In the 1940s, the British king, the Dutch queen and the Japanese emperor reigned over colonial possessions in Asia, whose ‘protected’ indigenous monarchs included Indian and Himalayan maharajas, Shan princes in Burma, and sultans in the Malay states and the Dutch East Indies, as well as the Vietnamese emperor and the Cambodian and Lao king in the French republican empire, and the ‘white raja’ of Sarawak. Decolonisation posed the question about the form of government to be adopted in successor states to the colonial empires and about the fate of local dynasties. As their possessions gained independence, the European and Japanese monarchies also had to adapt to a post-imperial world. This collection of original essays by an international group of distinguished historians argues that the institution of monarchy, and individual monarchs, occupied key roles in the process of decolonisation. It analyses the role of monarchy (both foreign and indigenous) in the late colonial period and with decolonisation. It examines the post-colonial fate of thrones buffeted and sometimes destroyed by republicanism and radicalism. It assesses the ways that surviving dynasties and the descendants of abolished dynasties have adapted to new social and political orders, and it considers the legacies left by extant and defunct dynasties in contemporary Asia.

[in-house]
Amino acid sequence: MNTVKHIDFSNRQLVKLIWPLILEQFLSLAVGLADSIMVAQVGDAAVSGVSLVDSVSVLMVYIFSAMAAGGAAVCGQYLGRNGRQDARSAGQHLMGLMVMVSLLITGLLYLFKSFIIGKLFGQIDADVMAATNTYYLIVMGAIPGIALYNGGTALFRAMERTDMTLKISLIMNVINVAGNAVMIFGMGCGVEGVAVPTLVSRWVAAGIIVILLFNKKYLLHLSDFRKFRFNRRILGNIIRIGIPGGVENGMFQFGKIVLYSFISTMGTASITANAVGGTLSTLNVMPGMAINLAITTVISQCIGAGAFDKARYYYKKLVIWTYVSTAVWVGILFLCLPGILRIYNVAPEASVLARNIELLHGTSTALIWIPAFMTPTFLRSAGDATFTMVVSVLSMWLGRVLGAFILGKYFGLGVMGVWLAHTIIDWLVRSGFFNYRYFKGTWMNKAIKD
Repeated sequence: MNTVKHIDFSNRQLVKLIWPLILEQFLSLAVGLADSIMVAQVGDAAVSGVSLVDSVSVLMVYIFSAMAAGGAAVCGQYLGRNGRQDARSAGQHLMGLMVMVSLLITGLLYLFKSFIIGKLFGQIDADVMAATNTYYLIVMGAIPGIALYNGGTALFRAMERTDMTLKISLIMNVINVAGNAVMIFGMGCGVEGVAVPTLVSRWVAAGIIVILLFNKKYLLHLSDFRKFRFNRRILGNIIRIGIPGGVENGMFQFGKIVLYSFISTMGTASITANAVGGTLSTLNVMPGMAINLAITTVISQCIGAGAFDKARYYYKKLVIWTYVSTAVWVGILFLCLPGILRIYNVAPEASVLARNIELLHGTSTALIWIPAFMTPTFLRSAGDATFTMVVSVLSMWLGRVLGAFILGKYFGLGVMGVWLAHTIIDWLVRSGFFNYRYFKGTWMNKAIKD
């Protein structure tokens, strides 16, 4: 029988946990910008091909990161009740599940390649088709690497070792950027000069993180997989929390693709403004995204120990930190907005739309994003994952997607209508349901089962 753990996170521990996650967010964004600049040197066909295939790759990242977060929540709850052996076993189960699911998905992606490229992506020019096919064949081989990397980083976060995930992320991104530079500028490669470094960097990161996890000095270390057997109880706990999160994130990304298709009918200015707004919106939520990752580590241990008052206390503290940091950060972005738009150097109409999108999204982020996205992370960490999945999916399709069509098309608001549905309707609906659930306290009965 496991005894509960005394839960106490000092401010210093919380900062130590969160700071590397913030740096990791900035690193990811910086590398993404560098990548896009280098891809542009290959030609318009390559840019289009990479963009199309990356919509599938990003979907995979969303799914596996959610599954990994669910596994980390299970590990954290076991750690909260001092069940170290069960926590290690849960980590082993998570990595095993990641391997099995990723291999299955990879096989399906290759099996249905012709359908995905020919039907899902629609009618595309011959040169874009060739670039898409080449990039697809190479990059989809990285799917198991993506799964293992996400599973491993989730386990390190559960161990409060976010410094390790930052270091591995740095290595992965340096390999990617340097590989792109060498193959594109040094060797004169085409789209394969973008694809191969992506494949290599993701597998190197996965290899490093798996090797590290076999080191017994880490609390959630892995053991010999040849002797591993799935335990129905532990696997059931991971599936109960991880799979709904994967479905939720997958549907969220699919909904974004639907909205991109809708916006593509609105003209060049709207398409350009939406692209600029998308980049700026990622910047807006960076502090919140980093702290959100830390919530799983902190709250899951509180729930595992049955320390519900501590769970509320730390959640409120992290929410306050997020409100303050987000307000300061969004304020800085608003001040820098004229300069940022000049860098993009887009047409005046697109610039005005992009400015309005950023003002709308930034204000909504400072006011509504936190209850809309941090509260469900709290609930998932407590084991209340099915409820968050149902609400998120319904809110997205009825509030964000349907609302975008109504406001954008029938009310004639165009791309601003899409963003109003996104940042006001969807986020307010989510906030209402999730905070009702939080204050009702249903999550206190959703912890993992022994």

Transcendence, sacrifice, and aspiration